Dear Andy, I’m afraid I’ll end up like my mother with an abusive man like my father. I’m a 35-year-old gay male and I have always been a mama’s boy. In the right light, I look like my mother, I even sound like her. I’m a bit feminine but not enough to confuse me with a woman, but enough to be called ma’am on the phone. Before my ex broke up with me ten years ago, he said that I was just like my mother, in character, in action, even in attitude. I told him in anger that he’s just like my father, verbally abusive, uncaring, cheating, and self-righteous, except that my ex wasn’t a Mexican macho. At that moment I realized that he was right, I am like my mother and he was like my father, in many ways.  Since then I have not dated, I have not sought a lover and I’m afraid of doing so. I don’t want to be like my mother whose home alone all the time, waiting for my father to come home from being with one of his many mistresses, one who happens to be my best friend’s ex-sister-in-law. Will I ever find true love and not be like my mother?

–Nino Triste

Dear Nino Triste,

I can relate to your plight in so many ways. It’s not easy being a Mexican and being gay. It’s not easy trying to live in a conventional Mexican home in the United States and not have to deal with Machismo at its core when one is gay. Especially when the father is abusive. The main reason that we seek men that are just like our fathers, it’s because that’s who we grew up with. That’s all we know. Our first love is our father who gave us everything we wanted, protected us in their own Macho ways.

Our fathers probably come from a long line of Mexican men who worked in the fields, traded merchandise, and had no respect for women. They worked the land, came home took off their boots by the door, their pants on the way to the bathroom, walked around in their dirty underwear and sat at the kitchen table waiting to be served. The wife washed his feet, brought his food to the table, poured his beer, and sat there waiting for him to finish eating and picked up after him as he leaves to the living room to rest. Once he was out of the kitchen his wife could feed the brew of children, herself, clean after everyone.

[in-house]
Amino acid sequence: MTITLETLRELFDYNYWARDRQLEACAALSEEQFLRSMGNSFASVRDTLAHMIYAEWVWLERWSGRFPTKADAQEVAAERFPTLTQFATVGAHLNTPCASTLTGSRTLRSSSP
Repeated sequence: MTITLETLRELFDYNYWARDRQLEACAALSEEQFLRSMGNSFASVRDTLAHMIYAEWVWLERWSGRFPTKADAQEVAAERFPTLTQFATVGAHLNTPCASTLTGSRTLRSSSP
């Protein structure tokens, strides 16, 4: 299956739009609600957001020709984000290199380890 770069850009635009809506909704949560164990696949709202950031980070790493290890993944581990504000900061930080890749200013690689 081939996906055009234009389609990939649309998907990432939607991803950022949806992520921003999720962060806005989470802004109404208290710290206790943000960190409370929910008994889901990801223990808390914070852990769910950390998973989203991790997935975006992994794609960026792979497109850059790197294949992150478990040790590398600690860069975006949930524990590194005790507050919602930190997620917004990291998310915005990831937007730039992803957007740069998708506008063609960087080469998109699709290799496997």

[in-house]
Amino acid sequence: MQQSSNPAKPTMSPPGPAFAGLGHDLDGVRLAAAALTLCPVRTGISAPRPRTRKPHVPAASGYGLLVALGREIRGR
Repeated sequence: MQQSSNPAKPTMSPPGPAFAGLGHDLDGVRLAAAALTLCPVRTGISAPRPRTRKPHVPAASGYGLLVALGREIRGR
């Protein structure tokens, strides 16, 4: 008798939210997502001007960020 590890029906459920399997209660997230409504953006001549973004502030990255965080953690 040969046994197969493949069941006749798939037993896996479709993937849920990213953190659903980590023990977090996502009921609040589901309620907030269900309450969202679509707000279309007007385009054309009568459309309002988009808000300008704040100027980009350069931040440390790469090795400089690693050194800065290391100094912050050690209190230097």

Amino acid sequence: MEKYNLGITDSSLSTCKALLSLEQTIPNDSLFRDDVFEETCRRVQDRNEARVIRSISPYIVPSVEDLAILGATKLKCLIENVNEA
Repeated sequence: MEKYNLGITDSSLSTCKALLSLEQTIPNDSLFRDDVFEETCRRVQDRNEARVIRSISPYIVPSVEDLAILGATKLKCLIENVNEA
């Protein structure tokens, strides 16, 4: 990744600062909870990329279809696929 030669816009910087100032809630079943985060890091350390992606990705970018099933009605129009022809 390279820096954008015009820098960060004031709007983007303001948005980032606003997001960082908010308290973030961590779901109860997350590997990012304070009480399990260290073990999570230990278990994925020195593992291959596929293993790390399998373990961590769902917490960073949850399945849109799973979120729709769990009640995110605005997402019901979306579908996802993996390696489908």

This is what our fathers learned how to treat women and their children. It isn’t until recently that we have seen that vicious cycle break. Here’s your opportunity to do that. Find a different male role model and live a happy life. Just because your mother chooses to live in hell, doesn’t mean you have to too. Your mother probably didn’t have the option in choosing a mate. Her background was probably the same. Take a look at your family tree and see how many broke the cycle. Talk to them and see how they can help you break yours. No one should live in an abusive relationship.

Remember, you have options that your parents didn’t have before. It’s up to you to choose those actions and became a better man. Don’t forget to love yourself, regardless of what your parents say or don’t say.

Be happy, be free, be no longer the Nino Triste, but the Nino Feliz.